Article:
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In recognition of Hispanic Heritage Month this invitational exhibition will showcase the works of local Latinx artists.  On display virtually as well as live in our gallery.




Hispanic Heritage Month is an annual celebration of the history and culture of the U.S. Latinx and Hispanic communities. The event, which spans from September 15 to October 15, commemorates how those communities have influenced and contributed to the fabric of American achievement. Hispanic Heritage Month actually began as a commemorative week when introduced in June 1968 by then California Congressman George E. Brown. The push to recognize the contributions of the Latinx/ Hispanic community gained momentum throughout the 1960s when the civil rights movement was at its peak. The movement sparked a growing awareness of the United States’ multicultural demographic composition and the often unsung contributions of its marginalized ethnic and cultural communities. Brown, who represented East Los Angeles and a large portion of the San Gabriel Valley—both heavily populated by members of the Hispanic and Latinx communities—wanted to recognize the role played by those communities throughout American history. On September 17, 1968, Congress passed a law officially authorizing and requesting the president to issue annual proclamations declaring September 15 and 16 as the beginning of National Hispanic Heritage Week. President Lyndon Johnson issued the first Hispanic Heritage Week presidential proclamation the same day. From 1968 until 1988, Presidents Nixon, Ford, Carter and Reagan issued the yearly proclamations, setting aside a week to honor Hispanic Americans.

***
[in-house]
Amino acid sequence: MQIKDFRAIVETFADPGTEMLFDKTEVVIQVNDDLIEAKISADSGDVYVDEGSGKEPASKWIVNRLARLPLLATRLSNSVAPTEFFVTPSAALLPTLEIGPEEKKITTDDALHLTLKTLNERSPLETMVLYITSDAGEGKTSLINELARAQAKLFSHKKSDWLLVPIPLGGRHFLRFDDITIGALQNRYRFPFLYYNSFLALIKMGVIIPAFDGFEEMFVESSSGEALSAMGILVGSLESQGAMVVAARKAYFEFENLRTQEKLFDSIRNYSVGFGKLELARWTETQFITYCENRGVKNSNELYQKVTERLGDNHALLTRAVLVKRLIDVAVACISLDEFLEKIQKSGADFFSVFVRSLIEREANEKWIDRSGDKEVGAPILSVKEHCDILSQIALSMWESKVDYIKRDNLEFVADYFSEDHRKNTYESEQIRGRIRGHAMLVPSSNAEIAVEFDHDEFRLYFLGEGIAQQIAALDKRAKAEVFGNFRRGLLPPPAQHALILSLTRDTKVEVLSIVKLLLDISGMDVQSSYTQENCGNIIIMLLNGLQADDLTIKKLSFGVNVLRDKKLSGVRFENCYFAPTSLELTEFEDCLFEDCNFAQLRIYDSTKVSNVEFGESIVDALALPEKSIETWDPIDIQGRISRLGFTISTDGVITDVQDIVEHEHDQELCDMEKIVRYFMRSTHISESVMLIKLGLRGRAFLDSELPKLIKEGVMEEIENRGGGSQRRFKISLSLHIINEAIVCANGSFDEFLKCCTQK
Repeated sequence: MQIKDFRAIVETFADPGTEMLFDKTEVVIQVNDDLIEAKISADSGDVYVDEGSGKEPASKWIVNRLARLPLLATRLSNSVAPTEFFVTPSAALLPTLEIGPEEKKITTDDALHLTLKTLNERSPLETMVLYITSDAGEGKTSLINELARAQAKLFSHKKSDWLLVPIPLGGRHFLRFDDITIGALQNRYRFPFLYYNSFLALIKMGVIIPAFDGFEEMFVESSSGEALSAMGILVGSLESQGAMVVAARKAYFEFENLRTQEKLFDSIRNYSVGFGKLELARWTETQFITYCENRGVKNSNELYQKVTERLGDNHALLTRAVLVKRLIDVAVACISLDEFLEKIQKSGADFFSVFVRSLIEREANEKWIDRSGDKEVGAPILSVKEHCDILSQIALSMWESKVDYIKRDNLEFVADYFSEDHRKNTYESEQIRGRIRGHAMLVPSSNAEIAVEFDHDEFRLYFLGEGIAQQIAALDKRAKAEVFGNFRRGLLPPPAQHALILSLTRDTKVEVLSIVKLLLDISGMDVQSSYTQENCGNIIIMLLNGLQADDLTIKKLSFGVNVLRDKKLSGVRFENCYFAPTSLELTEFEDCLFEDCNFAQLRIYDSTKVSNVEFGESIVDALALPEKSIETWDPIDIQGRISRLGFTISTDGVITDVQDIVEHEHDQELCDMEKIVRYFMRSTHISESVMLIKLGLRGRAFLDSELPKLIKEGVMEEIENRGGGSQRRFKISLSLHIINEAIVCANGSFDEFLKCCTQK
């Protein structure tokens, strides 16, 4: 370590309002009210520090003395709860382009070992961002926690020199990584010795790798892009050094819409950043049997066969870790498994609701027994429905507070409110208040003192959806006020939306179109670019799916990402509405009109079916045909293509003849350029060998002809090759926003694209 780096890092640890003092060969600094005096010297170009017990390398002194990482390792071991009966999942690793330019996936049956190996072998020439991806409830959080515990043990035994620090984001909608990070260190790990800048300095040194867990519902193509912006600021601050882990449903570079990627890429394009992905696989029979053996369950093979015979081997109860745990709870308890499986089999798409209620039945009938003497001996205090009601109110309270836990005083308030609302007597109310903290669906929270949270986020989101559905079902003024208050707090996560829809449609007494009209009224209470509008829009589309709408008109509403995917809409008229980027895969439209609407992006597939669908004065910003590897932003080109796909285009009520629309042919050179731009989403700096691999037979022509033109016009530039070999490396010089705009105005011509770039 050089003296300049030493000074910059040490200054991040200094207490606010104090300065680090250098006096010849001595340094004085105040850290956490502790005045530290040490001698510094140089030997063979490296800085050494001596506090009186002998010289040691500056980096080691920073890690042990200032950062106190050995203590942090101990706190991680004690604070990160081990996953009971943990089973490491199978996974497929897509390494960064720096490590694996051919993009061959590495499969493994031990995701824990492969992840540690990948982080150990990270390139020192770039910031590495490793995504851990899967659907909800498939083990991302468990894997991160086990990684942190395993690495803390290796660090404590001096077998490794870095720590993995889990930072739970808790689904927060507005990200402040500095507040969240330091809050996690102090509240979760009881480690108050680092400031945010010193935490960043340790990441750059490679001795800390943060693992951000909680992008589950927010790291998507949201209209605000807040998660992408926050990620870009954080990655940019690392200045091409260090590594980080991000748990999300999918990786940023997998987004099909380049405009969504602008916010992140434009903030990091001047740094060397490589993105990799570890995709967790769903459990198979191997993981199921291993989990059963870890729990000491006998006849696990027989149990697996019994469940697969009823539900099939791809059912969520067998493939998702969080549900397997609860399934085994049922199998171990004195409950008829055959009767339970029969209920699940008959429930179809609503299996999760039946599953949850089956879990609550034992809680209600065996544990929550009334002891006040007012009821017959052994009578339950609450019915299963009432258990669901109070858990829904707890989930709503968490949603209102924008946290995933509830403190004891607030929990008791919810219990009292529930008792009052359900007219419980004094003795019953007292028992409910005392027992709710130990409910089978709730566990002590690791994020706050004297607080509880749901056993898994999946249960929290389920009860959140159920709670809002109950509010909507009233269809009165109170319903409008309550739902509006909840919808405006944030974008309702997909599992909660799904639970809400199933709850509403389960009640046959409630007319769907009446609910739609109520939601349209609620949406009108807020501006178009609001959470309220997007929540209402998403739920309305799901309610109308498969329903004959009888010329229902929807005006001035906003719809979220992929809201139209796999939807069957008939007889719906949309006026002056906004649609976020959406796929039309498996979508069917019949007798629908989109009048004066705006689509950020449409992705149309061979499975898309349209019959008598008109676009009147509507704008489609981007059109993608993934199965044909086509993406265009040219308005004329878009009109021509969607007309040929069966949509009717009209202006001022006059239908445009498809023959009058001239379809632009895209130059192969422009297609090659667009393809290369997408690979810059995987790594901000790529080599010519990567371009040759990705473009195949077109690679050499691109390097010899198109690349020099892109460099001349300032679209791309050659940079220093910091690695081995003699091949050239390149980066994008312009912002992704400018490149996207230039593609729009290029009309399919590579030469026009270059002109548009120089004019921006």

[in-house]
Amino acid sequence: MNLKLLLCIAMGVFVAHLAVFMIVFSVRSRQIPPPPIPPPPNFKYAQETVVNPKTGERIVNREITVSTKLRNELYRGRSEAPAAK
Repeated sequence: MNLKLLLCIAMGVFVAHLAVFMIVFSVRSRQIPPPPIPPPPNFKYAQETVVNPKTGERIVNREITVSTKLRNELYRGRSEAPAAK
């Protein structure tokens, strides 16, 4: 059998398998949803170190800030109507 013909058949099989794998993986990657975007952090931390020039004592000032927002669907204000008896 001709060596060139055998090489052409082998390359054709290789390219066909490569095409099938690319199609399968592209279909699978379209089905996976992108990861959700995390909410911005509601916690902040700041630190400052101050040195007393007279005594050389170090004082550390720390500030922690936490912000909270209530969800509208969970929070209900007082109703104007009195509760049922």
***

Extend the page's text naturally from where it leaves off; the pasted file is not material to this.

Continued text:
In 1987 U.S. Representative Esteban E. Torres of California proposed the expanding the observance to cover its current 31-day period. Torres wanted more time so that the nation could observe and coordinate events and activities to celebrate Hispanic culture and achievement. In 1988, this legislation successfully passed Congress and became law under by President Ronald Reagan. In 1989, President George H W Bush became the first president to declare the 31-day period from September 15 to October 15 as National Hispanic Heritage Month. He commemorated this occasion stating “Not all of the contributions made by Hispanic Americans to our society are so visible or so widely celebrated, however. Hispanic Americans have enriched our nation beyond measure with the quiet strength of closely-knit families and proud communities,”

The timing of Hispanic Heritage Month coincides with the Independence Day celebrations of several Latin American nations. September 15 was chosen as the kickoff because it coincides with the Independence Day celebrations of five “Central American neighbors,” as Johnson called them—Costa Rica, El Salvador, Guatemala, Honduras and Nicaragua. Those five nations declared their independence from Spain on September 15, 1821.


Major funding for this program is provided by the Fulton County Board of Commissioners. The Johns Creek Arts Center would like to thank the Fulton County Board of commissioners as well as Fulton County Arts & Culture for making this exhibition possible. Many thanks to the Curator and Program Director, Althea Foster; Director, Stephanie Donaldson; Web design, Kristen Lewkowitz and the entire team at the Johns Creek Arts Center for their many efforts in the coordination and administration of the exhibition. Special thanks to all of the artists involved for sharing their talents and creativity with our Arts Center community.

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